Your Karma Ate My Dogma…Part 3

Mira Prabhu, residing at Arunachala in South India, explains the nature of karma in her characteristic straightforward way that everyone can understand.

mira prabhu

dalai-lama-addressSometime during the mid-90s, at a workshop at Omega, situated in Rhinebeck, upstate New York, I asked Bob Thurman, ex-Buddhist monk and father of the lovely Hollywood star, Uma Thurman, to explain the laws of karma. Bob shrugged and said he didn’t know of any. Much later, when I moved to Dharamsala from Manhattan, I realized how many versions of karmic theory there are—and not just in the Hindu world, but reflected in the four different schools of Tibetan Buddhism.Just for the record, the laws of karma according to my Gelupa Buddhist guru are as follows:
  • that karma is definite–meaning that acts that cause pleasure result in pleasure, that acts causing pain bring pain back, while neutral acts have no apparent effect;
  • that karmic energy increases exponentially–which means that if you steal one measly rupee, at least four rupees will be stolen from you;
  • that one cannot become…

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ONLY AS SICK AS WE ARE SECRET

From the very gifted and insightful mystic writer from Arunachala, Mira Prabhu. Thank you Mira.

mira prabhu

ed54db0481b9c9836e19388d8ce6f3d0Anyone who has grown up in a traditional community knows that one is strongly urged to never speak about the skeletons rattling around in both individual and community closets. As for me, I was so open with strangers right from the get go that my conformist mother would warn me to hush. “Your big mouth will get you into trouble,” she’d say sternly. “There’s no need to tell everyone how you think or feel. If you continue like this, no one will marry you.” I would snigger, thrilled at the thought that this innate habit of frank communication would repel prospective partners who didn’t appreciate honesty. Life had thrown enough chains on me already—why on earth would I want one more?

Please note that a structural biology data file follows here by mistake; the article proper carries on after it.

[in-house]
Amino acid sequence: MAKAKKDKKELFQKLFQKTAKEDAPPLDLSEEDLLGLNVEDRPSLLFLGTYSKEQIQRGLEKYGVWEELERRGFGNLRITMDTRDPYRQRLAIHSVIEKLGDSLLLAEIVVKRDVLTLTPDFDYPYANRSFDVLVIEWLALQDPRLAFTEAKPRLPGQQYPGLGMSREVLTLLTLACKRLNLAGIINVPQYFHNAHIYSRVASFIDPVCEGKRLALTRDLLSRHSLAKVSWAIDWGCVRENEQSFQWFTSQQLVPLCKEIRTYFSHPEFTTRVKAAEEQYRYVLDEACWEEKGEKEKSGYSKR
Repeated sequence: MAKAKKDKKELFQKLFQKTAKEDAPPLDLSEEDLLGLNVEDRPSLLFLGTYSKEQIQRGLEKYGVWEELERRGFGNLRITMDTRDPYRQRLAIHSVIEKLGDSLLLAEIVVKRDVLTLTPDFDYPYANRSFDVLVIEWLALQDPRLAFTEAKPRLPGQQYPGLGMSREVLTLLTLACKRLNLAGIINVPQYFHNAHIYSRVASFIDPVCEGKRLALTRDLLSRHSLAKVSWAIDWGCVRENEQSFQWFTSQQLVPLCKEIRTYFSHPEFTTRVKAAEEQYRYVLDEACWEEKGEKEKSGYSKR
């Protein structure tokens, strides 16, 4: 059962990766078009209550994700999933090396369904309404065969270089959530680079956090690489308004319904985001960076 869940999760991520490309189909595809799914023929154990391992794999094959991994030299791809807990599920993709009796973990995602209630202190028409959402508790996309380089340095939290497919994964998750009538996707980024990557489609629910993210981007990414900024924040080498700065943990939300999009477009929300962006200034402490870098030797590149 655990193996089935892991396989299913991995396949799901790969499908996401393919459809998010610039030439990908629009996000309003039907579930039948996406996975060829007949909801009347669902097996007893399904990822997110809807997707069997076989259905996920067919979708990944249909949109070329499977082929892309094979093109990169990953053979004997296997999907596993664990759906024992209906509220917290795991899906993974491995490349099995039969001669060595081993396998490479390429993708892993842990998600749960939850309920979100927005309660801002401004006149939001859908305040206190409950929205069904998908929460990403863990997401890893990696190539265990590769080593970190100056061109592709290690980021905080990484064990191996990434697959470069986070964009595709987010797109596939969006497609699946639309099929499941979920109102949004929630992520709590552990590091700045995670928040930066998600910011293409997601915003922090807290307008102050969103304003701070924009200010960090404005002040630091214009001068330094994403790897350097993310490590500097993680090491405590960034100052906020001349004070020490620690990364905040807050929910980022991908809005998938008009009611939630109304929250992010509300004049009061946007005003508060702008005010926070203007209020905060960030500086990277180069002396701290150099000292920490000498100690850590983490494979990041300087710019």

My mother was wrong. My wildness drew people to me. But I had seen too much already to be dazzled by the usual courtship rituals and already horrified by what…

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All Are In The Circle Of Love

The Sage of Arunachala, Sri Ramana Maharshi, gave us the purest teachings.

If we look at the devotees of Sri Ramana, we see that they were some of the greatest yogis and jnanis of their day.

Many of them were world class poets and scholars. But they led quiet, unpretentious, and humble lives fully content in the grace of Bhagavan Ramana.

In outward appearance, Sri Ramana appeared as an ordinary sadhu sitting quietly on the rocks of Arunachala, and wandering the holy hill at times.

The yogis of the highest wisdom upon meeting him recognized him instantly as the king of yogis, serene and content, whose very presence was the blessing they had been seeking.

The message of Sri Ramana is simple and echoes the Upanishads.

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Examining One’s Mind

We are elated and happy when things go our way.

We are sad and depressed when reality unfolds differently than our expectations.

How pitiful is our lot my friends, thrown about here and there with the changing winds!

Everyday, the world, as perceived via the mind invites us to ride the roller coaster of emotions fueled by fear, anxiety, anger, and hatred.

A Sage centered in the Heart of Love is always indifferent to such an invitation.

How truly fortunate to come into the orbit of Sages who give the purest teachings of Ahimsa (nonviolence) and Self-Realization.

Bhagavan Ramana used to say, “Wise people examine their own minds.”

 

It Is Just You!

self-is-always-there-it-is-you

Sri Ramana used to say that the Eternal Divine nature cannot be present at one time and absent at another.

So we must become aware of our Self in this present moment. 

It is only in the present that the Self is Realized.

That is because the very nature of the Self is Pure Presence.

It is Pure Being.

Paradox Of The Mind: By Alan Jacobs

Paradox of the Mind: By Alan Jacobs

Luthar.com

“Oh Mind, do not waste your life in roaming outside, pursuing wonders and wallowing in enjoyments. To know the Self through grace and to abide in this way firmly in the Heart is alone worthwhile.” [1]

This relevant quotation leads us to consider that what we term ‘mind’ can be conceived as a great paradox. From one standpoint it is a benevolent friend but from another it is a malicious enemy.

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